B. Oxenbøll

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Patients with Type 1 (insulin-dependent) diabetes without proteinuria were studied to define those patients who will later develop persistent proteinuria (more than 0.5 g protein/24 h). Two investigations were performed; 71 patients were studied longitudinally for 6 years and another 227 patients were studied cross-sectionally. All were less than 50 years(More)
Our longitudinal study of urinary albumin excretion rate in long-term insulin-dependent diabetics without proteinuria (negative albustix) suggests that early detection of patients at high and low risk of developing persistent proteinuria, i.e., diabetic nephropathy, is possible by using a sensitive method for albumin determination. Our prospective studies(More)
The relationship between arterial blood pressure and diabetic nephropathy was examined in 61 Type 1 (insulin-dependent) diabetic patients (22 females and 39 males). All patients fulfilled the following criteria: persistent proteinuria (>0.5g/day), onset of diabetes before 31 years of age, age <42 years, serum creatinine <130 μmol/l, and no antihypertensive(More)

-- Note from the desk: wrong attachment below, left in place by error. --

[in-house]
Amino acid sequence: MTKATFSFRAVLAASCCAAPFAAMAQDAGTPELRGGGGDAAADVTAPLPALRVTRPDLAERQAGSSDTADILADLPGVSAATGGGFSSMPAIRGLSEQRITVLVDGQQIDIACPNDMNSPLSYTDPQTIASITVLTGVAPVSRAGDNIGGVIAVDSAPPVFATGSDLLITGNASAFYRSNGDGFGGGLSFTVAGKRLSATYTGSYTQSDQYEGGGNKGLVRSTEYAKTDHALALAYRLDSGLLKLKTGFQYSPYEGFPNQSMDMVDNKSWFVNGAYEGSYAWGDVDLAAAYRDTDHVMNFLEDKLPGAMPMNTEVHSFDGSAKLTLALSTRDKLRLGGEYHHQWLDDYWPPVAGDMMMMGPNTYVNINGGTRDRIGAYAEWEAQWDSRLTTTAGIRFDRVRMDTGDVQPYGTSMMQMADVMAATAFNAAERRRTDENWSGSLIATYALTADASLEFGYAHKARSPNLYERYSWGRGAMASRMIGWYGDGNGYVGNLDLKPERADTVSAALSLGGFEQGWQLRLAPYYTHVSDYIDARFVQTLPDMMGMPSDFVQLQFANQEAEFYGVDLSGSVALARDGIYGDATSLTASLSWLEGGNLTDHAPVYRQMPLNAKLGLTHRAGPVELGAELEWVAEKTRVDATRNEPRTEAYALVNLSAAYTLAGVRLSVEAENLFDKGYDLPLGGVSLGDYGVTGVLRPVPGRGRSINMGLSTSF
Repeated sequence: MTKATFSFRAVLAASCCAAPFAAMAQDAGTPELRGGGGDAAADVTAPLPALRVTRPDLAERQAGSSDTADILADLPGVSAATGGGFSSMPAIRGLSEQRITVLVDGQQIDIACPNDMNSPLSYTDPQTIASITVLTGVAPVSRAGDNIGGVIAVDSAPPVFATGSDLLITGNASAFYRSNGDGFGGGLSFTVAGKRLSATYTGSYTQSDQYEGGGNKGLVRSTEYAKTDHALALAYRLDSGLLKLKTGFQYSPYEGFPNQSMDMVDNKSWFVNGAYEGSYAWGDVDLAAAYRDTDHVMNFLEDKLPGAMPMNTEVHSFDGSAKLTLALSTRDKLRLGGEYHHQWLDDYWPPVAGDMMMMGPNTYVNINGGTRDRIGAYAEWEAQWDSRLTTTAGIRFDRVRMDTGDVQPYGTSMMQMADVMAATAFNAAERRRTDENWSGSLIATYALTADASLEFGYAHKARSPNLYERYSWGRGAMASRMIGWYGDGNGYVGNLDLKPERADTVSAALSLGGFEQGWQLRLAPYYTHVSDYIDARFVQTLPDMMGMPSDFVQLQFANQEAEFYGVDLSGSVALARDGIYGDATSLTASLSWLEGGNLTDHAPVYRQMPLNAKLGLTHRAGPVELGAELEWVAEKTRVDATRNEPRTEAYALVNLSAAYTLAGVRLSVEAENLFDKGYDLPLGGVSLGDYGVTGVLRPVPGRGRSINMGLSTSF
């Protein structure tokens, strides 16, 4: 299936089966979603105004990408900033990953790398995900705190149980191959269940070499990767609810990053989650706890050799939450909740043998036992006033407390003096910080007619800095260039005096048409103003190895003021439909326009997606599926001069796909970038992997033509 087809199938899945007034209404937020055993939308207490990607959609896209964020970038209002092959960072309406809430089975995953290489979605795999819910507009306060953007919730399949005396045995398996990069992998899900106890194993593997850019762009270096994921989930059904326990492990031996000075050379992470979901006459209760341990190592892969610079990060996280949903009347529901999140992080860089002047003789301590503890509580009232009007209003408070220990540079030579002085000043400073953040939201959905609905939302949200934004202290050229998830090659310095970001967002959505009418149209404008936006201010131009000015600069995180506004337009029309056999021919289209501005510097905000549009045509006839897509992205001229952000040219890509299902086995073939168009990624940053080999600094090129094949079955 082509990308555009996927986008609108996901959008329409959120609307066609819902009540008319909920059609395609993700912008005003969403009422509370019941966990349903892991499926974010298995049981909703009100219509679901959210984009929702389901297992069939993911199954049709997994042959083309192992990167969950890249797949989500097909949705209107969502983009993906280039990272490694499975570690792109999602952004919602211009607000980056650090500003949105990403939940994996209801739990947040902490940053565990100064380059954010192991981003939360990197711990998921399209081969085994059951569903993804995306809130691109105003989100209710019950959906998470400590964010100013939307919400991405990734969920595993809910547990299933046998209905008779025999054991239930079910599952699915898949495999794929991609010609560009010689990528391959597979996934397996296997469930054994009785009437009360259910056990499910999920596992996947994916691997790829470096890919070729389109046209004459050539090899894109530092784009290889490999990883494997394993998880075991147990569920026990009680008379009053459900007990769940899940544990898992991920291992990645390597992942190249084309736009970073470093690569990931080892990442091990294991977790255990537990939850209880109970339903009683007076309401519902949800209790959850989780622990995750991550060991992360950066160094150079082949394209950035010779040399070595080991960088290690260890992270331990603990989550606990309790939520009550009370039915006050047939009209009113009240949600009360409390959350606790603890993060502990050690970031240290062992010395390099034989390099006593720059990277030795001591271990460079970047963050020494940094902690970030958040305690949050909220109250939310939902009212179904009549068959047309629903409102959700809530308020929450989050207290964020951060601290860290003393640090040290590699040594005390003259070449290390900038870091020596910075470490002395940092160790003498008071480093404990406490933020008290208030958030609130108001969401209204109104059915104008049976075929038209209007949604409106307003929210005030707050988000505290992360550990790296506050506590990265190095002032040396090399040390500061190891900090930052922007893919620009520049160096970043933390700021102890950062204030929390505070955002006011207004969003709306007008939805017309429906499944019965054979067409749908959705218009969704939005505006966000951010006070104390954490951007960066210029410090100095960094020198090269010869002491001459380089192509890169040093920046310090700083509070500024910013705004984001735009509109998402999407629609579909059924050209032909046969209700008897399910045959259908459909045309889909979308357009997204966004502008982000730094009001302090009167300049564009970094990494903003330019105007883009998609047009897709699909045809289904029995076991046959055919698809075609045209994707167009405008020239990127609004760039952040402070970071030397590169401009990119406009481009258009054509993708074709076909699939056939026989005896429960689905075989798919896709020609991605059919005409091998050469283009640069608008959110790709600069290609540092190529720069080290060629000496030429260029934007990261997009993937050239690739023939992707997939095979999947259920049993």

To evaluate metabolic control and safety parameters (hypoglycaemia frequency and nasal mucosa physiology), 31 insulin-dependent diabetic patients were treated with intranasal insulin at mealtimes for 1 month and with subcutaneous fast-acting insulin at meals for another month in an open, crossover randomized trial. During both treatment periods the patients(More)
The acceptance and convenience of an intermediate acting insulin Protaphane HM in Penfill were evaluated and compared with vials, and the safety of administration in Penfill was tested in 19 insulin-dependent diabetes mellitus patients. The design was a randomized, cross-over within-patient comparison with a run-in period of 4 weeks and two 12-week study(More)
Metabolic control, hypoglycaemia frequency and nasal mucosal physiology were evaluated in 31 insulin-dependent diabetics treated with intranasal insulin at mealtimes for one month and with subcutaneous fast-acting insulin for another month in a randomized crossover trial. During both periods the patients were treated with intermediate-acting insulin at(More)
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